Report of the Special Committee Appointed by the Common Council of the City of New York, to Make Arrangements for the Reception of Gov. Louis Kossuth, the Distinguished Hungarian Patriot
order of the Common council, 1852 - 756 pages
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America Applause army Austria Austrian empire battle become beg leave believe benefit bless cause of Hungary Cheers Christian Circassia citizens civil claim commerce Committee condition consider constitutional country's Czar declare despotism destiny down-trodden duty eloquent Emperor of Austria England entreat eternal Europe European continent exile existence Faneuil Hall father-land feel flag of Hungary foreign France freedom future gentlemen Germany give glorious glory Governor Kossuth hands happy heart honor hope humanity humble Hungarian Hungarian language interest interference Italy king ladies language law of nations Louis Kossuth Louis Napoleon Magyars mankind ment mighty millions native land never noble oppressed nations patriot peace political power on earth principle religion religious liberty republic republican respect revolution Russia sentiments sovereign speak spirit struggle sympathy thank thing thousand tion Transylvania Turkey tyrants United Washington word York
Page 603 - The martyrs who have hallowed by their blood the ground of Concord trusted themselves, and occupied the place Divine Providence assigned them. Sir, the words are yours which I quote. You have told your people that they are now men, and must accept, in the highest mind, the same
Page 156 - the deep interest which we feel in the spread of liberal principles, and the establishment of free governments, and the sympathy with which we witness every struggle against oppression, forbid that we should be indifferent in a case in which the strong arm of a foreign power is invoked to stifle public sentiment, and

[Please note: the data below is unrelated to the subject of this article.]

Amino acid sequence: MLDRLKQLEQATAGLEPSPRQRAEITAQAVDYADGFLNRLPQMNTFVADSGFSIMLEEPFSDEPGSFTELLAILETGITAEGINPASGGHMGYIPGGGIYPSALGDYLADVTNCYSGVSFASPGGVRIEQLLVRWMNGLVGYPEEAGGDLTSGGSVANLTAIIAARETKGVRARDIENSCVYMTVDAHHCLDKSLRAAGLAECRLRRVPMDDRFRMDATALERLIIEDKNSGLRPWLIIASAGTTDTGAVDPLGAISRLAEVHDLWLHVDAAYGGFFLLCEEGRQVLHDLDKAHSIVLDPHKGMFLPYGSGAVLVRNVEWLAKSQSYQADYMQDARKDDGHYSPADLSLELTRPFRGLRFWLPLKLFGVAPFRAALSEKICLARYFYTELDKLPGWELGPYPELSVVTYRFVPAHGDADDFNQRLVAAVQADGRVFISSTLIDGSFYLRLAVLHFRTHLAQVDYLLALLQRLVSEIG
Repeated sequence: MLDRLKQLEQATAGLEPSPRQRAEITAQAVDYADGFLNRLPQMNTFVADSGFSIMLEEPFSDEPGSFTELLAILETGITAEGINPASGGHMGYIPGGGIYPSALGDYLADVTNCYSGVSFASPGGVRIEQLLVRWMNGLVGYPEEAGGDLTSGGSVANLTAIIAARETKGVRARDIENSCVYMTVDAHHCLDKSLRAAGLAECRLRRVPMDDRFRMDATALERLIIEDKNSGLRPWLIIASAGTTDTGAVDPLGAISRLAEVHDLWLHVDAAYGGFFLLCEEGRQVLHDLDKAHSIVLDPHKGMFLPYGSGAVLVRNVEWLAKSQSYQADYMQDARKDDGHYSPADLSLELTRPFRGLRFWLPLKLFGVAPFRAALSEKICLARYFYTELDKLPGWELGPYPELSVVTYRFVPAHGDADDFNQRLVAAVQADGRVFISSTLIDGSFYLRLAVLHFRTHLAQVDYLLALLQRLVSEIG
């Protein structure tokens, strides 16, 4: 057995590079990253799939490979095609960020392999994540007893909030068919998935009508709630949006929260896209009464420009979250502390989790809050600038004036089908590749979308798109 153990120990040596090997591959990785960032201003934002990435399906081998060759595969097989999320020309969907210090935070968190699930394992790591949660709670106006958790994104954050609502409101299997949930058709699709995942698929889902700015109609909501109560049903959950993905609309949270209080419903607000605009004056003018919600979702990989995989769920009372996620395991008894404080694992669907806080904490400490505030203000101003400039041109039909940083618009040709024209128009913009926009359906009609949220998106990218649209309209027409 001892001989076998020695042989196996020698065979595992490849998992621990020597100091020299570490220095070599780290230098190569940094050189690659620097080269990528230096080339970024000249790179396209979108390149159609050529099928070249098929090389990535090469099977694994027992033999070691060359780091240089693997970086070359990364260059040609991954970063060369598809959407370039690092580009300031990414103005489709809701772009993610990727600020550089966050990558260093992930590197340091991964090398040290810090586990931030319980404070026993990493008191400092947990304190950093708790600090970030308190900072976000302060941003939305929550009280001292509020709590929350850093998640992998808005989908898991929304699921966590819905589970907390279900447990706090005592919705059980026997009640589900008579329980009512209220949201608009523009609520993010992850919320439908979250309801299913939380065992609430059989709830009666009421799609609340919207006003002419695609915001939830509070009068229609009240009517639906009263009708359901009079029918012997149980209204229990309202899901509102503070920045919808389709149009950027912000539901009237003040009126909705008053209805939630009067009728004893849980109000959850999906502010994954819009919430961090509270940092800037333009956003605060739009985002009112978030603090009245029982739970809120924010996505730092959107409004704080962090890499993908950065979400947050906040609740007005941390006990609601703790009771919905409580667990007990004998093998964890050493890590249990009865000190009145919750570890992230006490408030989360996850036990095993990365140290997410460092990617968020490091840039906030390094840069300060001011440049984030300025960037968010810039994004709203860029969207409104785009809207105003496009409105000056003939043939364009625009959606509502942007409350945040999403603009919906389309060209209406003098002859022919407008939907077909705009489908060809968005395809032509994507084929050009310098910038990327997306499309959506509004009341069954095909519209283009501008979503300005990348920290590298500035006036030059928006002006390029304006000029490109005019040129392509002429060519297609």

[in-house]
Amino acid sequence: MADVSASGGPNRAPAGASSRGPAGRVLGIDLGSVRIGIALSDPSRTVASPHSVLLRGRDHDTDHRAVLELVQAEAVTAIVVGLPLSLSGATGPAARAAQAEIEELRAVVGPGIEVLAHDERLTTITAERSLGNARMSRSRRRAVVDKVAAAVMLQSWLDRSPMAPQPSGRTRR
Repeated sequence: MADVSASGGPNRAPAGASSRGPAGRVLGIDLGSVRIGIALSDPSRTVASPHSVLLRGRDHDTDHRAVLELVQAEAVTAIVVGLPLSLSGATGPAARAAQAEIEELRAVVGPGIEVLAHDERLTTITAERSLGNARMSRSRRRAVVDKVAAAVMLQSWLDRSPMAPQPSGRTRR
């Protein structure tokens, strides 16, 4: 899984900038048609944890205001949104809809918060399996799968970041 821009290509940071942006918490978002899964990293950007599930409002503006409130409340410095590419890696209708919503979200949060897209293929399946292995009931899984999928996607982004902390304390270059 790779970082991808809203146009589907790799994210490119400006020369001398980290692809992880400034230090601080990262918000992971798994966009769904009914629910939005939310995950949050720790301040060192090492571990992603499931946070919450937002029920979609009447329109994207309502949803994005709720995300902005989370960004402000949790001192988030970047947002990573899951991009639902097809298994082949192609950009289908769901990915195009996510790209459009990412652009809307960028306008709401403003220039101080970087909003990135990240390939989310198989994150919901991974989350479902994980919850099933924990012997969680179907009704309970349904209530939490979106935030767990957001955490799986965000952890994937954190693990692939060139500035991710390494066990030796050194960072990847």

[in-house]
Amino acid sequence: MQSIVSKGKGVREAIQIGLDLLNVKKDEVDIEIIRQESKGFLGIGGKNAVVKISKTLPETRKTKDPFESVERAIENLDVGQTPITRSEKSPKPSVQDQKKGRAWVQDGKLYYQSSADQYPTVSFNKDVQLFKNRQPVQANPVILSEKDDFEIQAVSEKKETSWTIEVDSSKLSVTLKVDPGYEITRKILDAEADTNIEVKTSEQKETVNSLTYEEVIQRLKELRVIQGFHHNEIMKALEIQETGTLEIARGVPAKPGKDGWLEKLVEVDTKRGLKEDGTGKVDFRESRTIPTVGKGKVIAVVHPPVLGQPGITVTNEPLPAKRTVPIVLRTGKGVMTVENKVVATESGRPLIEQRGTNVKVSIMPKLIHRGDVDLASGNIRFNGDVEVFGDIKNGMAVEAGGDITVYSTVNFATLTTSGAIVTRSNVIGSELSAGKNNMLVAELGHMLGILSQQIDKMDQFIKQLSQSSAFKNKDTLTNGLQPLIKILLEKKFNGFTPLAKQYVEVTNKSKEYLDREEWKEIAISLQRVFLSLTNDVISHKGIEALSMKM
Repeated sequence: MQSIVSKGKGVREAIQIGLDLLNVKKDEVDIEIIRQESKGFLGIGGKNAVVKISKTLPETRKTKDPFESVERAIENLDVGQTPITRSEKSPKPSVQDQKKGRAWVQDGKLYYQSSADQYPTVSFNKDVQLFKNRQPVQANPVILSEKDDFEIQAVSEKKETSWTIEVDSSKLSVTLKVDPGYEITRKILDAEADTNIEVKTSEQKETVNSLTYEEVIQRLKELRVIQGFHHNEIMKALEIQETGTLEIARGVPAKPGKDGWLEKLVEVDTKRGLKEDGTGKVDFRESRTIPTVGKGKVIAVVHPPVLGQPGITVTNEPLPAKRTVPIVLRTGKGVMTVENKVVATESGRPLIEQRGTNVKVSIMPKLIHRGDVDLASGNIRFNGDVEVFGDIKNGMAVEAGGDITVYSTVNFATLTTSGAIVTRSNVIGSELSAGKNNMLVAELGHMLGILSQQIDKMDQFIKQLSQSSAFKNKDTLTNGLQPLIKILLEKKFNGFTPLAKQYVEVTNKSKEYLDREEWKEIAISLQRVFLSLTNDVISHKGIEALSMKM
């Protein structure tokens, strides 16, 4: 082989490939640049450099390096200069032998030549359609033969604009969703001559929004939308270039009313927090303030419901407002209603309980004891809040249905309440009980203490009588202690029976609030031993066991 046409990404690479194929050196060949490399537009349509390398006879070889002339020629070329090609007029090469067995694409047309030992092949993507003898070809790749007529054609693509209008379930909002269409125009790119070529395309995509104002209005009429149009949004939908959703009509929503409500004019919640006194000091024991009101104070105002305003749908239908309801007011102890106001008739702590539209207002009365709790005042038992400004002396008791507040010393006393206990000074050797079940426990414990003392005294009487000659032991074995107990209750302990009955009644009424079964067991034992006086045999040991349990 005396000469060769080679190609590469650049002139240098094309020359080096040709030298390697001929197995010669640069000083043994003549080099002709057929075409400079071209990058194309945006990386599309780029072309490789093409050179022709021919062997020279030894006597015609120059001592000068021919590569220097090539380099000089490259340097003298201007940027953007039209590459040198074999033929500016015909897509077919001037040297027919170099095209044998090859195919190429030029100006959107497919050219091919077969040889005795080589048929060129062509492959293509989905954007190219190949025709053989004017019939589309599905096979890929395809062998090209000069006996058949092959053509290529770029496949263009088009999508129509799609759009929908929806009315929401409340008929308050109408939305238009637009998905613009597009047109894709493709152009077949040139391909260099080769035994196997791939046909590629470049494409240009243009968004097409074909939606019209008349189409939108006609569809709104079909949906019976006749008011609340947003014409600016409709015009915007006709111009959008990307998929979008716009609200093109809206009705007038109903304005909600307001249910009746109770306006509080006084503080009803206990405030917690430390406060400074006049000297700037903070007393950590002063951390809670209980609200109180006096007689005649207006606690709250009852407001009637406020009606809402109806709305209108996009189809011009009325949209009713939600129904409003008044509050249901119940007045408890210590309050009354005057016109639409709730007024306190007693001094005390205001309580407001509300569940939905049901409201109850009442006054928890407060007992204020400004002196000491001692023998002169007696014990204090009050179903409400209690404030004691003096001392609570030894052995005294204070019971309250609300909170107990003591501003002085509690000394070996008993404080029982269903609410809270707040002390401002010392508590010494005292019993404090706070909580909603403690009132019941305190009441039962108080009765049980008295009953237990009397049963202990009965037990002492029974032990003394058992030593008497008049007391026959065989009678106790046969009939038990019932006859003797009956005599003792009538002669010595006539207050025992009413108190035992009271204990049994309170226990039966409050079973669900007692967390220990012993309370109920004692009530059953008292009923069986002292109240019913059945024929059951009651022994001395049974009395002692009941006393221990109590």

Page 224 - The eternal years of God are hers ; But error, wounded, writhes in pain, . And dies among— Let me add, sir, with his worshippers.
Page 546 - nothing in such a war, after abandoning our ancient policy of amity and non-intervention in the affairs of other nations, and thus justifying them in abandoning the terms of forbearance and non-interference, which they have hitherto preserved toward us ; after the downfall, perhaps, of the friends of liberal institutions in Europe; her
Page 691 - that the United States cannot remain indifferent in a case in which the strong arm of a foreign power is invoked to stifle public sentiment, and to oppress the spirit of freedom in any country.
Page 395 - while larger states, abdicating the principle of centralization, will cease to be a blood-field to sanguinary usurpation and a tool to the ambition of wicked men; municipal institutions will insure the development of local, particular elements. Freedom, formerly an abstract political theory, will become the household benefit to municipalities; and out of the welfare
Page 130 - to humanity, if every despot of the world may dare to trample down the laws of humanity and no free nation arises to make respected these laws. People of the United States, humanity expects that your glorious republic will prove to the world, that republics are formed on virtue. It expects to see you the guardians
Page 572 - Hall had to speak, and therein is the mystery of their success. They were not wiser than the public spirit of their audience, but they were the eloquent interpreters of the people's enlightened instinct. No man can force the harp of his own individuality into the people's heart; but every man may play upon the
Page 397 - muskets by which Napoleon murders the people which gave him a home when he was an exile; and by the groans of new martyrs in Sicily, Milan, Vienna and Pesth. The very sympathy which I met in England, and was expected to meet here, throws my sisters into the dungeons of